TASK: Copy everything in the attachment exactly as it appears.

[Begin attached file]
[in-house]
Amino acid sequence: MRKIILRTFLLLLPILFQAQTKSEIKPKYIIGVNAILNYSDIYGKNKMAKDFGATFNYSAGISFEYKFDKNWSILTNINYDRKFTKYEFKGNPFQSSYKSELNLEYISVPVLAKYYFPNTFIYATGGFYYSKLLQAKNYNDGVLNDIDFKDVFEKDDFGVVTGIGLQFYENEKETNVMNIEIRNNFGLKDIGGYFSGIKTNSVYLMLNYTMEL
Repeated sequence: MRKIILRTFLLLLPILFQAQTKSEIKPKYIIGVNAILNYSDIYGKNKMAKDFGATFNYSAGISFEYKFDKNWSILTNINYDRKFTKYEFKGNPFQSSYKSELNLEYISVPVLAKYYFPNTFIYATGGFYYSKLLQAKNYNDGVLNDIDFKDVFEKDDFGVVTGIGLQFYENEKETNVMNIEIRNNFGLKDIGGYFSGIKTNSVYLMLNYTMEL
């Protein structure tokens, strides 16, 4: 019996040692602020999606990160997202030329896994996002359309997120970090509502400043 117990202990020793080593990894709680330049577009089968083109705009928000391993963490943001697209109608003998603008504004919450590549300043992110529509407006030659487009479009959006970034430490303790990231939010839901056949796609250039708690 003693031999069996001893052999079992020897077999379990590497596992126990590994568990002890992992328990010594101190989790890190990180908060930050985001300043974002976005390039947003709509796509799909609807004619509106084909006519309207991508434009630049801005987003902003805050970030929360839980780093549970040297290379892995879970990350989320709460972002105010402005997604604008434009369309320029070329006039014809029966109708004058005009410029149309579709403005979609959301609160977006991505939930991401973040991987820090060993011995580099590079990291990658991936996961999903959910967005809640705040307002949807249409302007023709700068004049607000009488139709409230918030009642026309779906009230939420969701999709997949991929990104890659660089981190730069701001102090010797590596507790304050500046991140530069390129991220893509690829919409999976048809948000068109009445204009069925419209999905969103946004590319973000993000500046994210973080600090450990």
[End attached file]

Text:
[in-house]
Amino acid sequence: MRKIILRTFLLLLPILFQAQTKSEIKPKYIIGVNAILNYSDIYGKNKMAKDFGATFNYSAGISFEYKFDKNWSILTNINYDRKFTKYEFKGNPFQSSYKSELNLEYISVPVLAKYYFPNTFIYATGGFYYSKLLQAKNYNDGVLNDIDFKDVFEKDDFGVVTGIGLQFYENEKETNVMNIEIRNNFGLKDIGGYFSGIKTNSVYLMLNYTMEL
Repeated sequence: MRKIILRTFLLLLPILFQAQTKSEIKPKYIIGVNAILNYSDIYGKNKMAKDFGATFNYSAGISFEYKFDKNWSILTNINYDRKFTKYEFKGNPFQSSYKSELNLEYISVPVLAKYYFPNTFIYATGGFYYSKLLQAKNYNDGVLNDIDFKDVFEKDDFGVVTGIGLQFYENEKETNVMNIEIRNNFGLKDIGGYFSGIKTNSVYLMLNYTMEL
């Protein structure tokens, strides 16, 4: 019996040692602020999606990160997202030329896994996002359309997120970090509502400043 117990202990020793080593990894709680330049577009089968083109705009928000391993963490943001697209109608003998603008504004919450590549300043992110529509407006030659487009479009959006970034430490303790990231939010839901056949796609250039708690 003693031999069996001893052999079992020897077999379990590497596992126990590994568990002890992992328990010594101190989790890190990180908060930050985001300043974002976005390039947003709509796509799909609807004619509106084909006519309207991508434009630049801005987003902003805050970030929360839980780093549970040297290379892995879970990350989320709460972002105010402005997604604008434009369309320029070329006039014809029966109708004058005009410029149309579709403005979609959301609160977006991505939930991401973040991987820090060993011995580099590079990291990658991936996961999903959910967005809640705040307002949807249409302007023709700068004049607000009488139709409230918030009642026309779906009230939420969701999709997949991929990104890659660089981190730069701001102090010797590596507790304050500046991140530069390129991220893509690829919409999976048809948000068109009445204009069925419209999905969103946004590319973000993000500046994210973080600090450990």